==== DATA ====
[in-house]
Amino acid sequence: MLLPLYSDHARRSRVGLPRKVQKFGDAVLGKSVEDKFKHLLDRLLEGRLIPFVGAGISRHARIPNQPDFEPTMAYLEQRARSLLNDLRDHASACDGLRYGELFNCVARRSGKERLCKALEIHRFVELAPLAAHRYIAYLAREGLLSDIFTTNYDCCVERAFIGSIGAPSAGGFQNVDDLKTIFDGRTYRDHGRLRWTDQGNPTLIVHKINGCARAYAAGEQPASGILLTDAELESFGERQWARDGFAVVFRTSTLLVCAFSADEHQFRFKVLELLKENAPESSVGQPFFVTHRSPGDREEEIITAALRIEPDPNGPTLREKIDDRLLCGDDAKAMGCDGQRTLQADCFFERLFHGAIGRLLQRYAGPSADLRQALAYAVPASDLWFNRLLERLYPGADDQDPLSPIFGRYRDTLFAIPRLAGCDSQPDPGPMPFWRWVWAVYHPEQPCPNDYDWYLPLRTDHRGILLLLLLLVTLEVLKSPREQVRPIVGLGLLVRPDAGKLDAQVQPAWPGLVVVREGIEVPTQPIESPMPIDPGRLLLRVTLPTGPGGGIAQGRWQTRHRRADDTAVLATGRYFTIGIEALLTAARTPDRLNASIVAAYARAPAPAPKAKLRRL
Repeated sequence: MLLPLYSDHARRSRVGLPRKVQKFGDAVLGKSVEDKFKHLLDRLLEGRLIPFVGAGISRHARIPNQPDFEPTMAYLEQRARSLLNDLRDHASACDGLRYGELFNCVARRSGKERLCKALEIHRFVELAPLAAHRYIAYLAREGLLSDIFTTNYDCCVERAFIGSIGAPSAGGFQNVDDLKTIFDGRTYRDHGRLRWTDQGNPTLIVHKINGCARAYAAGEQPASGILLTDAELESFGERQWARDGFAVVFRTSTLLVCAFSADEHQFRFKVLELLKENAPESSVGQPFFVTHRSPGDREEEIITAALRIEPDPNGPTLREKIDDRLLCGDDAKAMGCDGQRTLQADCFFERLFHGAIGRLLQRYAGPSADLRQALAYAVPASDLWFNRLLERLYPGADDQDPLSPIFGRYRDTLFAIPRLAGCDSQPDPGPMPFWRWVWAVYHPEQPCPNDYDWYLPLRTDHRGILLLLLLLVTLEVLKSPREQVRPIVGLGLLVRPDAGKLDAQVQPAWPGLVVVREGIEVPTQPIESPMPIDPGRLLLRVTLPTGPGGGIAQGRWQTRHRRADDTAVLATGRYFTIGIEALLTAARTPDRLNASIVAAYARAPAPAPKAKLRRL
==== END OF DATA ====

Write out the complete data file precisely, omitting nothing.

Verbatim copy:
[in-house]
Amino acid sequence: MLLPLYSDHARRSRVGLPRKVQKFGDAVLGKSVEDKFKHLLDRLLEGRLIPFVGAGISRHARIPNQPDFEPTMAYLEQRARSLLNDLRDHASACDGLRYGELFNCVARRSGKERLCKALEIHRFVELAPLAAHRYIAYLAREGLLSDIFTTNYDCCVERAFIGSIGAPSAGGFQNVDDLKTIFDGRTYRDHGRLRWTDQGNPTLIVHKINGCARAYAAGEQPASGILLTDAELESFGERQWARDGFAVVFRTSTLLVCAFSADEHQFRFKVLELLKENAPESSVGQPFFVTHRSPGDREEEIITAALRIEPDPNGPTLREKIDDRLLCGDDAKAMGCDGQRTLQADCFFERLFHGAIGRLLQRYAGPSADLRQALAYAVPASDLWFNRLLERLYPGADDQDPLSPIFGRYRDTLFAIPRLAGCDSQPDPGPMPFWRWVWAVYHPEQPCPNDYDWYLPLRTDHRGILLLLLLLVTLEVLKSPREQVRPIVGLGLLVRPDAGKLDAQVQPAWPGLVVVREGIEVPTQPIESPMPIDPGRLLLRVTLPTGPGGGIAQGRWQTRHRRADDTAVLATGRYFTIGIEALLTAARTPDRLNASIVAAYARAPAPAPKAKLRRL
Repeated sequence: MLLPLYSDHARRSRVGLPRKVQKFGDAVLGKSVEDKFKHLLDRLLEGRLIPFVGAGISRHARIPNQPDFEPTMAYLEQRARSLLNDLRDHASACDGLRYGELFNCVARRSGKERLCKALEIHRFVELAPLAAHRYIAYLAREGLLSDIFTTNYDCCVERAFIGSIGAPSAGGFQNVDDLKTIFDGRTYRDHGRLRWTDQGNPTLIVHKINGCARAYAAGEQPASGILLTDAELESFGERQWARDGFAVVFRTSTLLVCAFSADEHQFRFKVLELLKENAPESSVGQPFFVTHRSPGDREEEIITAALRIEPDPNGPTLREKIDDRLLCGDDAKAMGCDGQRTLQADCFFERLFHGAIGRLLQRYAGPSADLRQALAYAVPASDLWFNRLLERLYPGADDQDPLSPIFGRYRDTLFAIPRLAGCDSQPDPGPMPFWRWVWAVYHPEQPCPNDYDWYLPLRTDHRGILLLLLLLVTLEVLKSPREQVRPIVGLGLLVRPDAGKLDAQVQPAWPGLVVVREGIEVPTQPIESPMPIDPGRLLLRVTLPTGPGGGIAQGRWQTRHRRADDTAVLATGRYFTIGIEALLTAARTPDRLNASIVAAYARAPAPAPKAKLRRL